Carpenter created the world’s first fractal movie in 1980, a two-minute aerial zoom through a mountain range, accomplished by a set of algorithms based on fractal geometry that for the first time allowed computer rendering of complex landscapes and objects. Previously such a two-minute flyby scene would have required nearly 3000 hand-drawn frames. At the time, he was a graphics expert at Boeing with a desire to create realistic landscapes as a backdrop for airplane videos. This demo film, Vol Libre, won a rare standing ovation at a major computer graphics conference and landed him a new position with Lucasfilms, where he applied his technology to the famed “Genesis” scene in Star Trek II: The Wrath of Khan.
Carpenter has been chief scientist at Pixar since 1986, when the company spun off from Lucasfilms. He and Pixar colleagues took computer animation to new heights by perfecting graphics for texture mapping, programmable shading, and other effects. Pixar’s RenderMan software is the technical heart of every Academy Award visual effects winner of the past 15 years. Carpenter and two colleagues have their own Oscar, awarded in 2001 for RenderMan.
Carpenter and his wife, Rachel, also founded their own company, Cinematrix, focused on his patented interactive entertainment system that allows large audiences to play a variety of games together and experience another level of human-computer interaction.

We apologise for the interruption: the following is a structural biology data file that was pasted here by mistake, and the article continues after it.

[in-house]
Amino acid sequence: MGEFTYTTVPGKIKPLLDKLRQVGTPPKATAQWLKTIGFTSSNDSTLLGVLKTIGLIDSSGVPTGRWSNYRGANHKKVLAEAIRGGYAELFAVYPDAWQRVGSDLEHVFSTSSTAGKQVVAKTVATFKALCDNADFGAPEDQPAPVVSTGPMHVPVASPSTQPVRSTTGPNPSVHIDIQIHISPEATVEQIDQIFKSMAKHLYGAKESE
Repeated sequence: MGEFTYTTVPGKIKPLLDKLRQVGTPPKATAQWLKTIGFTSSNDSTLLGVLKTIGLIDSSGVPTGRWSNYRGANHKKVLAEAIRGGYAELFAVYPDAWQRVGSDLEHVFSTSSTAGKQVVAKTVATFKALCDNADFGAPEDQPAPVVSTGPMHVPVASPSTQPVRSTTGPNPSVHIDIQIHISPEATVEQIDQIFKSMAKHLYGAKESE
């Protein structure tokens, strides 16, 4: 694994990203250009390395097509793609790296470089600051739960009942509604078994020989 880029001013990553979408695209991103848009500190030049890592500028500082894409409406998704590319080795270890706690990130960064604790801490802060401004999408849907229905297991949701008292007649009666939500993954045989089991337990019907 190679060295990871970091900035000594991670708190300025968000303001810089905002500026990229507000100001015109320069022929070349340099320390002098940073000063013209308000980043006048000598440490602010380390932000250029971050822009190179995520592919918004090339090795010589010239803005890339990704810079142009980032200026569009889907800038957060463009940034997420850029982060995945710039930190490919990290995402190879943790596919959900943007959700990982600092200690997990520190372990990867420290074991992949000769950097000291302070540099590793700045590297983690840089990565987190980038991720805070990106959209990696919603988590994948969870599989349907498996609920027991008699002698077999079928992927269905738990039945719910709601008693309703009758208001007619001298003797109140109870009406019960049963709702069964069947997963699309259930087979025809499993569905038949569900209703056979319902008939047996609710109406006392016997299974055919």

Distinguished Service - Susan Bolton
Educator, mentor, role model, engineer, project manager, camp counselor, translator, and friend are among the many hats Susan Bolton wears as the faculty advisor to the UW Student Chapter of Engineers Without borders (EWB-UW). Over the last four years, Bolton has mentored more than 150 UW students in their pursuit of engineering solutions to improve the quality of life in several impoverished villages in a remote, mountainous area of Bolivia.
In a region with poor sanitation, scarce clean water, significant health problems, and difficult access to markets, Bolton and her student teams work with villagers to implement sustainable changes. A project on roofs-and-stoves improved indoor air quality and health by providing corrugated roofs and student-designed, well-ventilated cook stoves to more than 50 households. A project to stabilize seven miles of rugged, unpaved road provided better access to schools, markets, and health clinics for more than 5000 people. The national EWB organization honored EWB-UW with its 2008 International Humanitarian Award. Village requests for more assistance affirm the value of their work.